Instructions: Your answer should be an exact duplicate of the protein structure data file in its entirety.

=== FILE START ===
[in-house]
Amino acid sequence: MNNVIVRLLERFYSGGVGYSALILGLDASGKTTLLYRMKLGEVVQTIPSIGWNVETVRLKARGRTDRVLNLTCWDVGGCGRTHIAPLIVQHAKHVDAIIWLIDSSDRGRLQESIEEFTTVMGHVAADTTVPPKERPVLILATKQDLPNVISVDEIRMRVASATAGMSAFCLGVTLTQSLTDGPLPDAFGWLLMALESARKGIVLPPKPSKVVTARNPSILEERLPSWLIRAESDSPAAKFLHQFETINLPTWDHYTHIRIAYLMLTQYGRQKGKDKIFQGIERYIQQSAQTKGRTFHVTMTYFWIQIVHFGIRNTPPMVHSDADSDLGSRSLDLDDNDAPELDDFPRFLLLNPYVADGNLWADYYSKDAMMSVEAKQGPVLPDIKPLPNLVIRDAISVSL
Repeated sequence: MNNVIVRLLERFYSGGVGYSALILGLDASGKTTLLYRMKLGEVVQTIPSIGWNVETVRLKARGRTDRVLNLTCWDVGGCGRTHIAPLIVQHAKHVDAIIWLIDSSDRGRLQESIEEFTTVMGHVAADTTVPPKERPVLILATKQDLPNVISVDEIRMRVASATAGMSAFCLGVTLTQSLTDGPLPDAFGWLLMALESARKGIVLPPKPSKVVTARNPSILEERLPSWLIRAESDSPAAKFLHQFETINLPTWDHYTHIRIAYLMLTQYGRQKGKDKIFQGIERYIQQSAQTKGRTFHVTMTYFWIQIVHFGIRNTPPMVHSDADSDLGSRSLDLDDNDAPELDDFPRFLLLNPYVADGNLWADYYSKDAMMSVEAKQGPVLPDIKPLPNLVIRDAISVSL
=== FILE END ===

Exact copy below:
[in-house]
Amino acid sequence: MNNVIVRLLERFYSGGVGYSALILGLDASGKTTLLYRMKLGEVVQTIPSIGWNVETVRLKARGRTDRVLNLTCWDVGGCGRTHIAPLIVQHAKHVDAIIWLIDSSDRGRLQESIEEFTTVMGHVAADTTVPPKERPVLILATKQDLPNVISVDEIRMRVASATAGMSAFCLGVTLTQSLTDGPLPDAFGWLLMALESARKGIVLPPKPSKVVTARNPSILEERLPSWLIRAESDSPAAKFLHQFETINLPTWDHYTHIRIAYLMLTQYGRQKGKDKIFQGIERYIQQSAQTKGRTFHVTMTYFWIQIVHFGIRNTPPMVHSDADSDLGSRSLDLDDNDAPELDDFPRFLLLNPYVADGNLWADYYSKDAMMSVEAKQGPVLPDIKPLPNLVIRDAISVSL
Repeated sequence: MNNVIVRLLERFYSGGVGYSALILGLDASGKTTLLYRMKLGEVVQTIPSIGWNVETVRLKARGRTDRVLNLTCWDVGGCGRTHIAPLIVQHAKHVDAIIWLIDSSDRGRLQESIEEFTTVMGHVAADTTVPPKERPVLILATKQDLPNVISVDEIRMRVASATAGMSAFCLGVTLTQSLTDGPLPDAFGWLLMALESARKGIVLPPKPSKVVTARNPSILEERLPSWLIRAESDSPAAKFLHQFETINLPTWDHYTHIRIAYLMLTQYGRQKGKDKIFQGIERYIQQSAQTKGRTFHVTMTYFWIQIVHFGIRNTPPMVHSDADSDLGSRSLDLDDNDAPELDDFPRFLLLNPYVADGNLWADYYSKDAMMSVEAKQGPVLPDIKPLPNLVIRDAISVSL